1) Things that are planned go to plan
Something I still say to myself all the time is, “If I had planned it better, I wouldn’t be this stressed!”
When I do plan ahead, life is so much easier and less stressful. Get a weekly planner so you can see your week as a whole and plan what you want or need to do and spread your activities out through the week. Plan in a siesta (like the Spanish!), ideally 3 pm – 4 pm and put anything cognitive (involving a lot of thinking) in the morning and anything physical in the afternoon. Try not to do anything more than twice in a row, e.g., don’t exercise 3 days in a row as you will become exhausted.
If I wake up and follow a plan, I will be productive. If I don’t, then I will do things aimlessly thinking about how to be productive. Thinking tires me out, the morning is wasted, I end up tired and frustrated that I have done nothing, Long story short: make a plan!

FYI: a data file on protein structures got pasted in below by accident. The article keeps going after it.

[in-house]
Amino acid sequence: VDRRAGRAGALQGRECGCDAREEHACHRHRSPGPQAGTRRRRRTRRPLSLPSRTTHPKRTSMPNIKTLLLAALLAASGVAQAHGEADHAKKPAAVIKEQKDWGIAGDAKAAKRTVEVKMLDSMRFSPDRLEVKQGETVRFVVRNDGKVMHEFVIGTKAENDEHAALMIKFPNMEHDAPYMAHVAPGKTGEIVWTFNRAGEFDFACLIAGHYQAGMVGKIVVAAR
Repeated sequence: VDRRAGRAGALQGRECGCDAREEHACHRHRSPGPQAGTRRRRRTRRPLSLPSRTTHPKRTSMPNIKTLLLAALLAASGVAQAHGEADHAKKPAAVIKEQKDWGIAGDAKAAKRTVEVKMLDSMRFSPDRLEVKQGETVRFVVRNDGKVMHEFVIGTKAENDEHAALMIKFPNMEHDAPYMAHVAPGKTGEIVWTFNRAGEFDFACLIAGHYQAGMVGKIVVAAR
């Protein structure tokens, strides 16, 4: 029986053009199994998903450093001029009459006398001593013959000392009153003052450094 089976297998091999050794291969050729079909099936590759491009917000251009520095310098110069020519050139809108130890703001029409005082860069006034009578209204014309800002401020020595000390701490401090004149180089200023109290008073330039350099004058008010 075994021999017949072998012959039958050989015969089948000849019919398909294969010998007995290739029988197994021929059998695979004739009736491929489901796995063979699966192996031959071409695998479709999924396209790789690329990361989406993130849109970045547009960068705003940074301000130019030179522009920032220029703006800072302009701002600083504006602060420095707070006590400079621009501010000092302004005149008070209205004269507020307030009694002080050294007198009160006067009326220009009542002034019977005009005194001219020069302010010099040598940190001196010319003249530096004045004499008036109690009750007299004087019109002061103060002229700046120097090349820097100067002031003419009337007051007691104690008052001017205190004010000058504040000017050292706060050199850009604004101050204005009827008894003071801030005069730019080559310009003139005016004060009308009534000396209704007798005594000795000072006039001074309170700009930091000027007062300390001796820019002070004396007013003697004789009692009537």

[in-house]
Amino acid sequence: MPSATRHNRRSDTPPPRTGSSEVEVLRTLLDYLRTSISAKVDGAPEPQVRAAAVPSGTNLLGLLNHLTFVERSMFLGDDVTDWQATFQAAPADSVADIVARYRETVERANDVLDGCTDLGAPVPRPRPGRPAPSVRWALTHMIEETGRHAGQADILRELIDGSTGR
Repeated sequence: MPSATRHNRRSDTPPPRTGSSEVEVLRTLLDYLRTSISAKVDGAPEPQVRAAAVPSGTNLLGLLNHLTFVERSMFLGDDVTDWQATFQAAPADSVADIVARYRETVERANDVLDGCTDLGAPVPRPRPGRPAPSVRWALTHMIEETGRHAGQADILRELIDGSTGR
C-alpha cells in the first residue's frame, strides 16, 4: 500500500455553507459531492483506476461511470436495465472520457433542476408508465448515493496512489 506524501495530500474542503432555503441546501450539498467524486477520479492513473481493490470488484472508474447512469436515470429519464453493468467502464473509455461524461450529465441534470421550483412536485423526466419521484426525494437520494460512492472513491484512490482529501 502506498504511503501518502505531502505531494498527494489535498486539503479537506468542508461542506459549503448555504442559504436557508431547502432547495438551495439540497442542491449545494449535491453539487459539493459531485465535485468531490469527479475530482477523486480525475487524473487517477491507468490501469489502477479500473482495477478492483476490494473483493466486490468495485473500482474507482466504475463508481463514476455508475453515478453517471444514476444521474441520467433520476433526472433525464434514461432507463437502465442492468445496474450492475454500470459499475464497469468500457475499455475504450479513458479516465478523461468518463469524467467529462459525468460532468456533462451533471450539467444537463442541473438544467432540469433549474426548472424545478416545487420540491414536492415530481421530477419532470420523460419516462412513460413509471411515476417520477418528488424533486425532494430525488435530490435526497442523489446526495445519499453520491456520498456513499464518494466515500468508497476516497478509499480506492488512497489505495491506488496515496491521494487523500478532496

2) Keep a diary
Keep a diary, honestly, you won’t regret it! Things from the past are so interesting to read, but even more so when you have a brain injury.
Reading a diary entry can tell you much more than the words written, it can also show you what you were able to deal with at the time. It can give an insight into your sense of humour (which was probably terrible!). The more details you can write down, the better. You can use it to compare yourself to now and see how much you have improved. We don’t really notice changes day to day, but if you look back a few years, the difference will be staggering! Trust me!
3) Make a video as evidence to look at later
Same reasons as above but even better. I was asked to do this about two years into my recovery, and I didn’t do it because I was shy about videoing myself and worried that I wouldn’t come across well on camera. That’s the point of doing it though, you won’t come across well because you’re not well! I really regret not doing this because now my memories of that time are very hazy.